A light has two states: ON and OFF. To define a blinking light you have to define a time it shall be on and a time it shall be off. But in Sacred 2 we had the additional parameter “delay”. I’ll explain it later. First, watch how the shader looked in the game.

Source: Sacred 2

What you see here, is our pulse shader. The color the glowing part was set in the diffuse texture. The intensity was defined in the specular alpha. But this shader used an additional RGB “pulse” texture:

Source: Sacred 2

This is the texture of the asset you saw above. Below the big version (RGB) you can see the separate channels. And every one has a special meaning:

R: Delay
G: Length ON
B: Length OFF

You need a basic time constant, let’s say: 1s. This is your maximum duration a pixel can be on/off. A color value of 255 would mean: 1 second duration.

To make a blinking light, you don’t need the delay value (R channel). You could make the green & blue channel white (on/off length would be equal) and it would look like this:
If you use a very dark G channel (Length ON) but a very bright B channel (Length OFF) it looks like this:

“But Uncle Simon…why do you waste a channel for this delay thingie, when you only need two channels to do the blinking?”

You need this delay parameter for doing these “moving” light animation you saw in the first picture. Because, every light strip shall be on/off for the same time but at a different time.

An nice note about Sacred: you can extract the zip files in the \pak\ folder to get all the DDS files. Also you can read every shader because the uncompiled versions lay in the shader directory.

11 thoughts on “Sacred 2 – Pulse Shader

  1. Markus

    Found the shader and got some ideas. Do I interpret correctly that xyz is rgb when it comes to delay/on/off values?

    Reply
      1. Markus

        Yes, but in the shader code RGB isn’t used, but XYZ is. And it is used in places where RGB should have been used.

        Reply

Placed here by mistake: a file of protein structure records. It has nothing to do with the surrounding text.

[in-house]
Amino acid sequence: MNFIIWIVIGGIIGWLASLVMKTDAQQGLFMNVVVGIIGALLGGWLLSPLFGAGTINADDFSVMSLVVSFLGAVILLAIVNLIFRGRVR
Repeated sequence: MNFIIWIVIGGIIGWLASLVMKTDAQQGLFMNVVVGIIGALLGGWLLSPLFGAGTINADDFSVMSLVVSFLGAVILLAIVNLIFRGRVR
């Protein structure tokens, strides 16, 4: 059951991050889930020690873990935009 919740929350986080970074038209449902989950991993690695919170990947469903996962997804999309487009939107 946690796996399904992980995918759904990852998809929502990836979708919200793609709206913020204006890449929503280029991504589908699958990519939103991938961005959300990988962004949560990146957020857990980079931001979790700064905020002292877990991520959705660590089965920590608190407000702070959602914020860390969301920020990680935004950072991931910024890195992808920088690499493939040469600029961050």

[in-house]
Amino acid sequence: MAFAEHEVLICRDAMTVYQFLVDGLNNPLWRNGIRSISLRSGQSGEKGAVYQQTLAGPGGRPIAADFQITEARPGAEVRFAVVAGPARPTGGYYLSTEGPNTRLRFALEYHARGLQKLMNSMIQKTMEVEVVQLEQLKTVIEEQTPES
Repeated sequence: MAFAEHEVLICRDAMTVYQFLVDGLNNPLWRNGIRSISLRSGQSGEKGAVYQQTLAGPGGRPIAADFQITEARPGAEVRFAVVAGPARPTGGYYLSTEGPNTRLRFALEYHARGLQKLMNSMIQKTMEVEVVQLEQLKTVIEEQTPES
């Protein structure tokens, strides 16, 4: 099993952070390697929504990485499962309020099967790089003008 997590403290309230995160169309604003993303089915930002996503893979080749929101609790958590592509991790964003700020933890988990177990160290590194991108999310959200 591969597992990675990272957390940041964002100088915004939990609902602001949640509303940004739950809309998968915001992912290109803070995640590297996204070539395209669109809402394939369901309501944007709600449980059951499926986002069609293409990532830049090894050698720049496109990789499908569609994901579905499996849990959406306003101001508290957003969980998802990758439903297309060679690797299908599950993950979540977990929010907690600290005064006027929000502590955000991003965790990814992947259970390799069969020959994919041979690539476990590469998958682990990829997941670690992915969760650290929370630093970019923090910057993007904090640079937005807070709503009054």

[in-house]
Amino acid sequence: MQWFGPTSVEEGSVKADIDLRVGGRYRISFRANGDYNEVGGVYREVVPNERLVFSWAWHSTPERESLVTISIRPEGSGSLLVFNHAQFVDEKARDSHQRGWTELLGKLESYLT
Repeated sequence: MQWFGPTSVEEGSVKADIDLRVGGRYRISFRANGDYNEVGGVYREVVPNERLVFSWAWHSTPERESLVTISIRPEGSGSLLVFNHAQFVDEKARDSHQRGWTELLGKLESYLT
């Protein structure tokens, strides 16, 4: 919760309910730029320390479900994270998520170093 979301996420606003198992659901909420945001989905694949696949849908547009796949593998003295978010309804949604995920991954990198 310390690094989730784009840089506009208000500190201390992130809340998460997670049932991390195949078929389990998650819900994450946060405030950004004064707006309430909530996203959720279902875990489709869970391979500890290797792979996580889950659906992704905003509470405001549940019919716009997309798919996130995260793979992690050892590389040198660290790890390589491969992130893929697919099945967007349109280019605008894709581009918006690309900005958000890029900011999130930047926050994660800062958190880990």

1. Matt Holley

            In GLSL a vector has several access points which are able to point to the same value, for instance ‘xyz’ is the same as ‘rgb’. You are also able to ‘swizzle’ these values for instance ‘zxy’ or ‘brg’.

  2. Pedro Caetano

    I just discovered this blog. Let me just say it’s an amazingly useful resource :D

    I have one question though: I’ve implemented a shader for this in the past and just used a gradient “glow map”. The way it works is more or less like but with 2 numbers indicating a range where the glow will show (for instance, 0.5 to 0.8). I then send these values to the shader every frame and I can control precisely which ranges get lit up. Why do you think they used such a “complex” method?

    Reply
    1. Simon Post author

      Thanks you very much! Good to hear that you like what i’m doing.

      I’m not sure if i totally understood what you did with your shader. In the case of Sacred i guess it was the solution which offered most control without tweaking any values in the shader. But that’s just a guess. Of course i worked on Sacred 2, but i wasn’t there when the Shader was “born”. :)

      Reply
      1. Pedro Caetano

        Now that I’m looking at this more closely I noticed this way makes it a lot easier to implement more complex effects. Nevertheless I quickly rebuilt my own glow shader and recorded an example of it working with a really simple scenario. Keep in mind this was just thrown together for demo purposes.

        Reply
    1. Simon Post author

      Thanks for this example!

      One advantage of the “more complex” Sacred 2 solution could be, that you can define the blinking frequency/”off time”. As far as i get it, you would cycle in your shader with the same timing all the time, right? So you could paint some LEDs but the blinking frequency would always stay the same for all LEDs (independent if they are “marked” e.g. with rgb(10,10,10) or rgb(60,60,60)). But to be honest: this is a feature not many games would need :)

      Reply

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